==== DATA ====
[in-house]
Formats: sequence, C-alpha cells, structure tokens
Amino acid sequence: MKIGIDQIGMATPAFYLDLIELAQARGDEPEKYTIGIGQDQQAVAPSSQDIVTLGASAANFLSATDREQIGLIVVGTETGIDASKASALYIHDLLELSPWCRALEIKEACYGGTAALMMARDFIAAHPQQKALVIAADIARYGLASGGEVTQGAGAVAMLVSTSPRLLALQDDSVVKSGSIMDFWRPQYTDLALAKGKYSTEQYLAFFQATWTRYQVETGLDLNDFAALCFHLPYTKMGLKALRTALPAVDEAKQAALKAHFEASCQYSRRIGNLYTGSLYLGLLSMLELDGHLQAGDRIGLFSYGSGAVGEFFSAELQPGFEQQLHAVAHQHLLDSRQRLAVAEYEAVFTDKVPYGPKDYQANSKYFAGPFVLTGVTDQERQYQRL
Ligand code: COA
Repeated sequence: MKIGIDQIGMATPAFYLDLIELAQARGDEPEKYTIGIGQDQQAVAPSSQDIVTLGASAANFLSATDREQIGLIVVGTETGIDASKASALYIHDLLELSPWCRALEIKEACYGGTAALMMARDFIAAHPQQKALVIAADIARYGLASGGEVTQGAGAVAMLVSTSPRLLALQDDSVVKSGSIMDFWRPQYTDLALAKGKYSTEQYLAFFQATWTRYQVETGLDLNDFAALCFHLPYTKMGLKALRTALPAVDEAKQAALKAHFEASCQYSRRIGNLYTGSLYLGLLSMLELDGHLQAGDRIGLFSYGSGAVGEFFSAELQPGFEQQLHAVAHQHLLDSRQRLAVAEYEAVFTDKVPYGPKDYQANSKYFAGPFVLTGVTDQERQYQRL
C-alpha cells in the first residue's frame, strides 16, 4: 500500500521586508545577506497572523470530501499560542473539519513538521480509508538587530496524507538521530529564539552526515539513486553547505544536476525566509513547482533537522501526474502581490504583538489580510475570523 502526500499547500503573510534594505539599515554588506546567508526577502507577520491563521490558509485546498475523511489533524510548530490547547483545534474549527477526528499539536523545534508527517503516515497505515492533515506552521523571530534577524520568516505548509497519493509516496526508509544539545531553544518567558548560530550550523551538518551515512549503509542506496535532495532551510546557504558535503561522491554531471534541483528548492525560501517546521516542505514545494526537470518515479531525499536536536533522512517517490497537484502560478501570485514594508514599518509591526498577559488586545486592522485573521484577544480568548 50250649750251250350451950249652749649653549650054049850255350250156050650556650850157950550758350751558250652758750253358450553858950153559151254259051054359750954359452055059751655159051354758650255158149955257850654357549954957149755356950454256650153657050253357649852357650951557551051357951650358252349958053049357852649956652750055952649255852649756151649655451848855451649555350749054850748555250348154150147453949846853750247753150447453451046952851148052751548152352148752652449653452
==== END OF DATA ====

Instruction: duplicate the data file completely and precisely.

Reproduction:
[in-house]
Formats: sequence, C-alpha cells, structure tokens
Amino acid sequence: MKIGIDQIGMATPAFYLDLIELAQARGDEPEKYTIGIGQDQQAVAPSSQDIVTLGASAANFLSATDREQIGLIVVGTETGIDASKASALYIHDLLELSPWCRALEIKEACYGGTAALMMARDFIAAHPQQKALVIAADIARYGLASGGEVTQGAGAVAMLVSTSPRLLALQDDSVVKSGSIMDFWRPQYTDLALAKGKYSTEQYLAFFQATWTRYQVETGLDLNDFAALCFHLPYTKMGLKALRTALPAVDEAKQAALKAHFEASCQYSRRIGNLYTGSLYLGLLSMLELDGHLQAGDRIGLFSYGSGAVGEFFSAELQPGFEQQLHAVAHQHLLDSRQRLAVAEYEAVFTDKVPYGPKDYQANSKYFAGPFVLTGVTDQERQYQRL
Ligand code: COA
Repeated sequence: MKIGIDQIGMATPAFYLDLIELAQARGDEPEKYTIGIGQDQQAVAPSSQDIVTLGASAANFLSATDREQIGLIVVGTETGIDASKASALYIHDLLELSPWCRALEIKEACYGGTAALMMARDFIAAHPQQKALVIAADIARYGLASGGEVTQGAGAVAMLVSTSPRLLALQDDSVVKSGSIMDFWRPQYTDLALAKGKYSTEQYLAFFQATWTRYQVETGLDLNDFAALCFHLPYTKMGLKALRTALPAVDEAKQAALKAHFEASCQYSRRIGNLYTGSLYLGLLSMLELDGHLQAGDRIGLFSYGSGAVGEFFSAELQPGFEQQLHAVAHQHLLDSRQRLAVAEYEAVFTDKVPYGPKDYQANSKYFAGPFVLTGVTDQERQYQRL
C-alpha cells in the first residue's frame, strides 16, 4: 500500500521586508545577506497572523470530501499560542473539519513538521480509508538587530496524507538521530529564539552526515539513486553547505544536476525566509513547482533537522501526474502581490504583538489580510475570523 502526500499547500503573510534594505539599515554588506546567508526577502507577520491563521490558509485546498475523511489533524510548530490547547483545534474549527477526528499539536523545534508527517503516515497505515492533515506552521523571530534577524520568516505548509497519493509516496526508509544539545531553544518567558548560530550550523551538518551515512549503509542506496535532495532551510546557504558535503561522491554531471534541483528548492525560501517546521516542505514545494526537470518515479531525499536536536533522512517517490497537484502560478501570485514594508514599518509591526498577559488586545486592522485573521484577544480568548 50250649750251250350451950249652749649653549650054049850255350250156050650556650850157950550758350751558250652758750253358450553858950153559151254259051054359750954359452055059751655159051354758650255158149955257850654357549954957149755356950454256650153657050253357649852357650951557551051357951650358252349958053049357852649956652750055952649255852649756151649655451848855451649555350749054850748555250348154150147453949846853750247753150447453451046952851148052751548152352148752652449653452